After meeting this threshold, a plaintiff must establish "that defendant is engaging in an act or practice that is deceptive in a material way and that plaintiff has been injured by it." New York Univ., 662 N.E.2d at 770. A "deceptive act or practice" is a "representation or omission `likely to mislead a reasonable consumer acting reasonably under the circumstances.'" Shapiro v. Berkshire Life Ins. Co., 212 F.3d 121, 126 (2d Cir. 2000) (quoting Oswego, 647 N.E.2d at 745). "Although it is not necessary under the statute that a plaintiff establish the defendant's intent to defraud or mislead, proof of scienter permits the court to treble the damages up to $1000." Oswego, 647 N.E.2d at 745. Further, "while the statute does not require proof of justifiable reliance, a plaintiff seeking compensatory damages must show that the defendant engaged in a material deceptive act or practice that caused actual, although not necessarily pecuniary, harm." Id.; see also Gaidon v. Gaurdian Life Ins. Co. of Am., 725 N.E.2d 598, 603 (N.Y. 1999) ("General Business Law § 349 contemplates actionable conduct that does not necessarily rise to the level of fraud.").

  Plaintiff sufficiently alleges that the Scheme was "consumer oriented" and that Defendants informed "all insureds whose businesses were located in downtown New York City that their base-line income was necessarily and permanently reduced as a result of the 9/11 Tragedy, such that any ensuing business interruption would be compensable in a lesser amount." (Compl. ¶ 38.) See Greenspan, 937 F. Supp. at 294. And, these allegations sufficiently allege the non-USF&G Defendants' participation in the Scheme. See Fed.R.Civ.P. 8(a).

  At the same time, Plaintiff offers only conclusory (and insufficient) allegations concerning the remaining elements of a GBL § 349 claim. (See Compl. ¶ 41 ("The Scheme is intentional; misleading in material aspects, has had, and continues to have, a direct impact upon the public at large and Dr. Cohen in particular; and has caused damages to Dr. Cohen.").) See, e.g., Lava Trading, 326 F. Supp. 2d at 438 ("[C]onclusory allegations, even of the existence of a claim settlement policy designed to deceive the public, are not sufficient to state a claim under Section 349 in the absence of factual allegations in support thereof."); see also Straker v. Metropolitan Transit Auth., 333 F. Supp. 2d 91, 102 (E.D.N.Y. 2004).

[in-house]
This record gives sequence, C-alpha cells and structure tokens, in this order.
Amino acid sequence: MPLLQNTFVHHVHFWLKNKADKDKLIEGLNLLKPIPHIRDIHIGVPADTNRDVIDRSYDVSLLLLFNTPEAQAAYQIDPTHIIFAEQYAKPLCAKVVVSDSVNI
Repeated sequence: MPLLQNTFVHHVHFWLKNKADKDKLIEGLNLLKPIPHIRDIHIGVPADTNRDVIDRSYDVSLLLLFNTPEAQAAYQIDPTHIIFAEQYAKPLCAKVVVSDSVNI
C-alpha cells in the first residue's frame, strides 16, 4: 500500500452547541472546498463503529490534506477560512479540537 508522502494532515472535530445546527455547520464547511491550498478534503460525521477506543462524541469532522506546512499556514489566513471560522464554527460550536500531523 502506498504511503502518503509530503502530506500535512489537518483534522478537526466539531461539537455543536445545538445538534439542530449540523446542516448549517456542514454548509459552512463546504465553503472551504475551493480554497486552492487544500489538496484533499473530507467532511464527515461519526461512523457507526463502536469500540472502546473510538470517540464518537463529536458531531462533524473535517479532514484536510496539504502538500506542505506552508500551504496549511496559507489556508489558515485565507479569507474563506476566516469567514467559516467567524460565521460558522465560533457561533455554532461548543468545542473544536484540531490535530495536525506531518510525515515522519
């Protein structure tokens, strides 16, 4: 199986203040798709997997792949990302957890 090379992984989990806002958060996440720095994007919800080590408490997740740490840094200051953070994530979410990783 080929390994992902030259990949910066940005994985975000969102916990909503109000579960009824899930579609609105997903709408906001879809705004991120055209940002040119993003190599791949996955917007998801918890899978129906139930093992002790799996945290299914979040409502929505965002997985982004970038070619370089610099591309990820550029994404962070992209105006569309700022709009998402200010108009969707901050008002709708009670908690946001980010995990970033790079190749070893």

B. Punitive Damages

  Defendants argue that "the amended complaint does not indicate that the defendants' alleged conduct is actionable as a tort independent of the [insurance contract]," and, therefore, cannot give rise to a claim for punitive damages. (Defs.' Mem. at 7.) Plaintiff responds that "the allegations of the complaint state a claim for relief under § 349 of the General Business Law . . ., a tort independent of the [breach] of contract claim" and so "Dr. Cohen may seek punitive damages on his claim arising from § 349 of the General Business Law." (Pl. Mem. at 16).

  Because the Court is dismissing Plaintiff's GBL § 349 claim, Plaintiff's claim for punitive damages, which is predicated upon Plaintiff's GBL § 349 claim, is also dismissed.*fn1

  C. Consequential Damages

  Defendants argue that: (i) the Amended Complaint fails to allege that "the unspecified consequential damages which [Plaintiff] allegedly sustained were within the contemplation of USF&G at the time of or prior to issuance of the policy," (Defs.' Mem. at 5); (ii) "the type of consequential damages which plaintiff allegedly sustained is not even identified," (Defs.' Reply at 4); (iii) "the amended complaint fails to identify any provision or language in the insurance policy which indicates that recovery of consequential damages was within the contemplation of the parties," (Defs.' Mem. at 5-6); and (iv) "the policy specifically excludes coverage for consequential loss. . . ." (Defs.' Reply at 5.)